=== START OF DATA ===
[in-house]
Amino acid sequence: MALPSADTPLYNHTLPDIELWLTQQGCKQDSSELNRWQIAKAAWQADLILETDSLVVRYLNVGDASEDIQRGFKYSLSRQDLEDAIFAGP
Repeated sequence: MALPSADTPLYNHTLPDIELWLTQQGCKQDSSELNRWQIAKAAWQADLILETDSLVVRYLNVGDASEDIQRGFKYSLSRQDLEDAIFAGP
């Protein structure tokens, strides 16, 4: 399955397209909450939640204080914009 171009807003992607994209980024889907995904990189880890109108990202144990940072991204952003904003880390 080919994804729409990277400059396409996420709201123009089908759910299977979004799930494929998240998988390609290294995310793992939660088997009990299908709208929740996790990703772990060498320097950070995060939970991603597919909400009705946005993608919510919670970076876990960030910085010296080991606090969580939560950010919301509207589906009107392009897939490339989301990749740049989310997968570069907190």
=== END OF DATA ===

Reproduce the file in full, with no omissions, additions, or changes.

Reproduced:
[in-house]
Amino acid sequence: MALPSADTPLYNHTLPDIELWLTQQGCKQDSSELNRWQIAKAAWQADLILETDSLVVRYLNVGDASEDIQRGFKYSLSRQDLEDAIFAGP
Repeated sequence: MALPSADTPLYNHTLPDIELWLTQQGCKQDSSELNRWQIAKAAWQADLILETDSLVVRYLNVGDASEDIQRGFKYSLSRQDLEDAIFAGP
């Protein structure tokens, strides 16, 4: 399955397209909450939640204080914009 171009807003992607994209980024889907995904990189880890109108990202144990940072991204952003904003880390 080919994804729409990277400059396409996420709201123009089908759910299977979004799930494929998240998988390609290294995310793992939660088997009990299908709208929740996790990703772990060498320097950070995060939970991603597919909400009705946005993608919510919670970076876990960030910085010296080991606090969580939560950010919301509207589906009107392009897939490339989301990749740049989310997968570069907190």